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I stayed home with my daughter for the year after she was born. It was the best year of my life. With her attached to me in one of those Baby Bjorn carriers without which I would have been completely unprepared for motherhood, as one of those hovering salespeople in Babies R Us had warned me before she was born.

Business was slow that first year. Just the way I like it. Some days I made it out of my pajamas, but that was only if I felt like walking out to the mailbox, unlike Dolly Parton, who apparently checks the mail in full makeup and heels. Fair play to her. Other days, I might even have showered, but mostly, I was a bit like the imaginative little girl I once was, the one who had to be reminded to wash her face or brush her teeth because she was so absorbed in play and a world of pretending. How I loved playing with my very own baby girl, feeding her, dressing her in miniature clothes with impossibly tiny buttons, brushing what little hair she had with a soft toothbrush, and bathing her in the kitchen sink. For twelve idyllic months, with my husband off at work, our girl was all mine, and I inhaled. Spectacularly high on new baby smell, I danced around a house filled with the sunshine and Van Morrison. Almost sixteen years later, a bottle of that new baby smell would go a long way, if only to mask the Teen Spirit.

There were interminable hours spent simply looking at her. Just. Looking. At. Her. Examining every tiny feature and flicker across her face, searching for resemblances to me, her father, her grandparents, and wondering how it was that two imperfect people had made this one perfect thing. She didn’t mind the attention. Or she did, but this was before she had words or discovered those beautiful hands that fly with expression today. I used to call it hand ballet.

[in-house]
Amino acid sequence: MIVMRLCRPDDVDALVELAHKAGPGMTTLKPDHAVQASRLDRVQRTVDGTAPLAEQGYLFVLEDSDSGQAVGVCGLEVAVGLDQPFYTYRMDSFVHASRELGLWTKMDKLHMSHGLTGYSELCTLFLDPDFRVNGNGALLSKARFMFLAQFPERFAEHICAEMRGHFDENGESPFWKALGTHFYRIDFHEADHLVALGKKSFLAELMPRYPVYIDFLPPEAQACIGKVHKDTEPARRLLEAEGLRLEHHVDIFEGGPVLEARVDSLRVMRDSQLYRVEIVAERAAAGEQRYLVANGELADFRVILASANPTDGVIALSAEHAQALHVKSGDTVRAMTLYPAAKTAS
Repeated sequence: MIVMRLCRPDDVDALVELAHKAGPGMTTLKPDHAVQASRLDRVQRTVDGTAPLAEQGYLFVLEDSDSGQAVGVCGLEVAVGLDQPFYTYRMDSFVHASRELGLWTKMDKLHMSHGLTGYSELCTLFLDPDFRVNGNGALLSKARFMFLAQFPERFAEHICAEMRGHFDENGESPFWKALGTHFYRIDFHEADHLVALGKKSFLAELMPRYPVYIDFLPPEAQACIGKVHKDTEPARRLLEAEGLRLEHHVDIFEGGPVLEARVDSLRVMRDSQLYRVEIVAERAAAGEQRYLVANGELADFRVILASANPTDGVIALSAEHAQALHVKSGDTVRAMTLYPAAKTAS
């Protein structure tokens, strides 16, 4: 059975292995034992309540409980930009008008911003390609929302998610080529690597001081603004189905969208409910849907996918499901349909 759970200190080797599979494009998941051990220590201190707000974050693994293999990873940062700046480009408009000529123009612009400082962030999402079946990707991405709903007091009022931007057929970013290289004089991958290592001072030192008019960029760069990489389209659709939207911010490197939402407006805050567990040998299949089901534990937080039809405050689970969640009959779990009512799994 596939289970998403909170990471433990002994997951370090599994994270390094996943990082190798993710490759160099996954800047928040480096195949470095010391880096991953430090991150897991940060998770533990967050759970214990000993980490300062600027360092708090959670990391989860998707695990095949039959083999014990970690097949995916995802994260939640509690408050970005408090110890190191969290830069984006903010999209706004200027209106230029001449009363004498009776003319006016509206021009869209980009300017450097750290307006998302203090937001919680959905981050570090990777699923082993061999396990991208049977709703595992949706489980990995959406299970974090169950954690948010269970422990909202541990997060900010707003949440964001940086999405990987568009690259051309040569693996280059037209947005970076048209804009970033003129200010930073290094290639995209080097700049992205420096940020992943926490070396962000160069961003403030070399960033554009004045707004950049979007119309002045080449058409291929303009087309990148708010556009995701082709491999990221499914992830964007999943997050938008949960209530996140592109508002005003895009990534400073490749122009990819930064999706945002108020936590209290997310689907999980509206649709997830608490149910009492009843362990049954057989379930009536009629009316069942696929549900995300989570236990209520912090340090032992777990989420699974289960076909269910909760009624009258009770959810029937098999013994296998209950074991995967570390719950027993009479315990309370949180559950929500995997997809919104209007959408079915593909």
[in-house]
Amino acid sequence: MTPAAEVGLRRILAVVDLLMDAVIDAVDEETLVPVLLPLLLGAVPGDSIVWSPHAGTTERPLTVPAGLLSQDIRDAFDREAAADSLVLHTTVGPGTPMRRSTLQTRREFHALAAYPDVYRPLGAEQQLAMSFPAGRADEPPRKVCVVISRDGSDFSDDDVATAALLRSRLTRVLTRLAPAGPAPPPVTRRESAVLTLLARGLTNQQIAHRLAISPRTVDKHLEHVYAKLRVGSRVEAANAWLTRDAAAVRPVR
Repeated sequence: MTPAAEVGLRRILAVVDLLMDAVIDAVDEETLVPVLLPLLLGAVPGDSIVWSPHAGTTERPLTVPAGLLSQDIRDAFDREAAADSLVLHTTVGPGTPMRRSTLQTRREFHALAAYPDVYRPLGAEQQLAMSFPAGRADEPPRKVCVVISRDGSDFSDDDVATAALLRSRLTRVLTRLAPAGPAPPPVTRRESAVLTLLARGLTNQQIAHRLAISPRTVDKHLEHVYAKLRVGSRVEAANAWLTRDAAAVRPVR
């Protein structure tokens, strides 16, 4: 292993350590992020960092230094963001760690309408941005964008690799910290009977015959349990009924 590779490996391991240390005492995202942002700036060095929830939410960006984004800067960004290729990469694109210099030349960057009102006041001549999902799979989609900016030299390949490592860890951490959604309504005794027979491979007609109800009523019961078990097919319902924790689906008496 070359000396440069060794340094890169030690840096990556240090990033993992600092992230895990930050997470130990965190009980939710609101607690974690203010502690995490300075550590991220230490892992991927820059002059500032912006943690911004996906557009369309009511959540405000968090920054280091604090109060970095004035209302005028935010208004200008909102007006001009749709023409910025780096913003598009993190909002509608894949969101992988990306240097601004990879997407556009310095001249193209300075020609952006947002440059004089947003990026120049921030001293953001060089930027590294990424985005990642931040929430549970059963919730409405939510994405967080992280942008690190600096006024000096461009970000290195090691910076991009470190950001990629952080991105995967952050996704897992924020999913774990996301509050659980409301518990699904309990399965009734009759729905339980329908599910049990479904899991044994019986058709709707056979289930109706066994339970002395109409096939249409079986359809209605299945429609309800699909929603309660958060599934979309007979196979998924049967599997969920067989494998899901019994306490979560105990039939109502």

Mostly, my baby girl bounced with curiosity and glee. When she cried, it was for food or comfort or just to let us know she was there. I couldn’t bear it. I hovered constantly (and still do, much to her chagrin). I was one of those mothers who picked her up the instant she began to cry at night. My mother made it worse, urging me to do so by reminding me that there would be plenty of times as an adult when my daughter would have to cry herself to sleep without me there to make it all better. Wouldn’t it be great if we mothers could bank all those hours of holding and comforting for such a time, like the night I lay in the ICU following eight hours of surgery while my fourteen-year-old girl wept in bed and rocked herself to sleep? This is why I hate cancer.

When the time came for me to return to work and take her to pre-school, I was wholly unprepared for the crying – mine and hers – that came immediately before and continued after I deposited her in the waiting arms of Bonnie, the cheery classroom assistant at a Montessori school where it seemed that all the other mothers didn’t have jobs outside the home. They loitered in the parking lot in their shorts and Birkenstock sandals, drinking coffee from mugs they had filled at home – this was in the days before there was a Starbucks on every corner. While I was not dressed like Dolly Parton for a turn at the Grand Ol’ Opry, I conveyed a vague impression of adulthood with my Anne Klein suits bought on sale at Lohemanns and my hair on the verge of sensible. But only on the verge – where I remain.  I had returned to my career in education as an assistant principal, trying to impress on someone – most probably myself – that I was “A Professional Working Mother.”